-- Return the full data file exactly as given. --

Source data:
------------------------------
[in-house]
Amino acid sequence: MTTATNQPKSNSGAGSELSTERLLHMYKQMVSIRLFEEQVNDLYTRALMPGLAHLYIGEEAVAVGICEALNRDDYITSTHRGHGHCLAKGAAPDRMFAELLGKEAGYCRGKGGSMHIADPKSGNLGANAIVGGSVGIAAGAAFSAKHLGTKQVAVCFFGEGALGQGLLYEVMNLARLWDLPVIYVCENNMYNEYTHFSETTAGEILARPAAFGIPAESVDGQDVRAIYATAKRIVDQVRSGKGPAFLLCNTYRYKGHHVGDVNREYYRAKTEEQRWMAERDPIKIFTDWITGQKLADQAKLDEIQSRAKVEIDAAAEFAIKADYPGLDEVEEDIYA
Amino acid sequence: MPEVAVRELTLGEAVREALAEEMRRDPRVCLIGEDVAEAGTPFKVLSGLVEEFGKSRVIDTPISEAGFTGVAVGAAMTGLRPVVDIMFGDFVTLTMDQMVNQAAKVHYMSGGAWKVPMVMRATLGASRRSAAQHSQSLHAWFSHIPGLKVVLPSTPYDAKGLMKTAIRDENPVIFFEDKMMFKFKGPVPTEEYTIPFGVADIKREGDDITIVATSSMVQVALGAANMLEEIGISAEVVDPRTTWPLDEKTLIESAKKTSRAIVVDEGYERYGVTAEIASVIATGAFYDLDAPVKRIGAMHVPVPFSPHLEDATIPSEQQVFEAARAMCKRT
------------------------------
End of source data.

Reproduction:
[in-house]
Amino acid sequence: MTTATNQPKSNSGAGSELSTERLLHMYKQMVSIRLFEEQVNDLYTRALMPGLAHLYIGEEAVAVGICEALNRDDYITSTHRGHGHCLAKGAAPDRMFAELLGKEAGYCRGKGGSMHIADPKSGNLGANAIVGGSVGIAAGAAFSAKHLGTKQVAVCFFGEGALGQGLLYEVMNLARLWDLPVIYVCENNMYNEYTHFSETTAGEILARPAAFGIPAESVDGQDVRAIYATAKRIVDQVRSGKGPAFLLCNTYRYKGHHVGDVNREYYRAKTEEQRWMAERDPIKIFTDWITGQKLADQAKLDEIQSRAKVEIDAAAEFAIKADYPGLDEVEEDIYA
Amino acid sequence: MPEVAVRELTLGEAVREALAEEMRRDPRVCLIGEDVAEAGTPFKVLSGLVEEFGKSRVIDTPISEAGFTGVAVGAAMTGLRPVVDIMFGDFVTLTMDQMVNQAAKVHYMSGGAWKVPMVMRATLGASRRSAAQHSQSLHAWFSHIPGLKVVLPSTPYDAKGLMKTAIRDENPVIFFEDKMMFKFKGPVPTEEYTIPFGVADIKREGDDITIVATSSMVQVALGAANMLEEIGISAEVVDPRTTWPLDEKTLIESAKKTSRAIVVDEGYERYGVTAEIASVIATGAFYDLDAPVKRIGAMHVPVPFSPHLEDATIPSEQQVFEAARAMCKRT